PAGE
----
Retooling Hotels

I hear that the Hilton Hotel in Times Square is closing because of slow business from the drop in tourism. Here in my own very tourist-oriented beach town, as in other places, hotel occupancy is way down.

According to an industry report quoted in the article linked above, “hotel occupancy in urban markets was 38% in August, well below the 50% it takes for most properties to break even.”

Since the pandemic started, I’ve had this idea that hotels could retool themselves as apartment buildings. They’d get less per-night revenue, but steady occupancy. And they’d have much lower payroll costs, even if they chose to keep some staff (for example, to offer concierge laundry services, maid service for an extra fee, etc).

The apartments, being hotel rooms, would not have full kitchens, but they could easily have microwave ovens, mini fridges. A lot of hotel rooms have those already.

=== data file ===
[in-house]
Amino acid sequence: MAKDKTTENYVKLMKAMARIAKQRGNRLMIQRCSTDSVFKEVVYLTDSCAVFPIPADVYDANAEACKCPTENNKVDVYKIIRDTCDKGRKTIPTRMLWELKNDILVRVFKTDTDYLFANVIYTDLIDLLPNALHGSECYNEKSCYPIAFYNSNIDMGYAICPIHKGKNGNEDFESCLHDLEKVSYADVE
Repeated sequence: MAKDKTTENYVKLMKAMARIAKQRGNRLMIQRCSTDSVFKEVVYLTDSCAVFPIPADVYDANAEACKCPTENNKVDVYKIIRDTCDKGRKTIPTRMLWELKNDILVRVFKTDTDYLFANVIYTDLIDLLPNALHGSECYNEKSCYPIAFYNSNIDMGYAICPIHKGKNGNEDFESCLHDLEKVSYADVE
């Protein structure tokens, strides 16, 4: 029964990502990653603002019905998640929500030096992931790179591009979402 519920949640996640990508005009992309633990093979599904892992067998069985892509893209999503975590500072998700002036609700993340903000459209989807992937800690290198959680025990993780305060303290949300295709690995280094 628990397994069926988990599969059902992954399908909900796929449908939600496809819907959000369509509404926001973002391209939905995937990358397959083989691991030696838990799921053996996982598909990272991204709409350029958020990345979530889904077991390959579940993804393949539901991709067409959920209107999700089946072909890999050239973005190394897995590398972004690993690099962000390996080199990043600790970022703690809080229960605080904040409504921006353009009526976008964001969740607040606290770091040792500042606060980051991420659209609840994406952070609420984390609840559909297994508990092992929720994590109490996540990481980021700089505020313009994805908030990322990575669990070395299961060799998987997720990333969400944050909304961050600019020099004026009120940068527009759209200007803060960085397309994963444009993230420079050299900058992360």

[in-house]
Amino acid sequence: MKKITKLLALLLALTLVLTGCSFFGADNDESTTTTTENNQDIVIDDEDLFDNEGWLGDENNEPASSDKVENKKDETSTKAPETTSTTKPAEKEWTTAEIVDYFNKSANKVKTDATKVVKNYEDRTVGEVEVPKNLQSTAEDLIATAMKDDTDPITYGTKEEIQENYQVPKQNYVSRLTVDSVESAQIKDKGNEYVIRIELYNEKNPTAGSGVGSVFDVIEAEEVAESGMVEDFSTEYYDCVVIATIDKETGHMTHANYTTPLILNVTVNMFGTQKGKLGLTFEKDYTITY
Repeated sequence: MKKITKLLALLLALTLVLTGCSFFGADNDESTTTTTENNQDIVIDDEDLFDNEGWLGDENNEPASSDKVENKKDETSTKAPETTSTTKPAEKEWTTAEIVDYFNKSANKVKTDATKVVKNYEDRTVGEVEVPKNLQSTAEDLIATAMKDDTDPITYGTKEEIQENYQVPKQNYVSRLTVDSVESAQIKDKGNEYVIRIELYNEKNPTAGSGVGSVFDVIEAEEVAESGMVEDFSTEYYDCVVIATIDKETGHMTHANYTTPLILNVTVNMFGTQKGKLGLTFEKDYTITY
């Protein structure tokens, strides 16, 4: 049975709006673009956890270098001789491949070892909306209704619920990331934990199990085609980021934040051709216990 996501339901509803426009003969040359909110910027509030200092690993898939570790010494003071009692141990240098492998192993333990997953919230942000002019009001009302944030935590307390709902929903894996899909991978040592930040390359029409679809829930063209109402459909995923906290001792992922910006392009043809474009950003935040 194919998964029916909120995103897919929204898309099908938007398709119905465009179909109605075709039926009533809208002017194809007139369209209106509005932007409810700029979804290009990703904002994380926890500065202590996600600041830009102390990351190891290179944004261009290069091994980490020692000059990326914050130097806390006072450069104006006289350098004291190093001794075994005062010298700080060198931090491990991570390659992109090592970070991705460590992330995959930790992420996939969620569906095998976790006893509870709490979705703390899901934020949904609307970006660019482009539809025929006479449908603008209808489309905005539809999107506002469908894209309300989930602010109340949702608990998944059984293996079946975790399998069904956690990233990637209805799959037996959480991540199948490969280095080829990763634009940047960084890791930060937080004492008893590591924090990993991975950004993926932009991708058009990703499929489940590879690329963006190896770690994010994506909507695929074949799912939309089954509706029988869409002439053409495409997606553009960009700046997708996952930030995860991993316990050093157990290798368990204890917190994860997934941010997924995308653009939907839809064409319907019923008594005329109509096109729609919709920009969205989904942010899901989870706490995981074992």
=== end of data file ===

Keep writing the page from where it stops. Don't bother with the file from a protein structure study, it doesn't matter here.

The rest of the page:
Tourism (at least the hotel-centered kind) may be on the down-swing, but a lot of cities have housing shortages. Hotels converted into micro apartments — a sort of upscale version of SRO, if you will — could help fill the gap.

(SRO = Single Room Occupancy. A type of dwelling that used to be more common on the urban landscape than it is now. A multi-storey building of small, minimally furnished bed/sitting rooms, with communal toilets/showers at the end of the hall. An inexpensive option for a roof over one’s head. What I proposed for the hotels would be an upscale version of this.)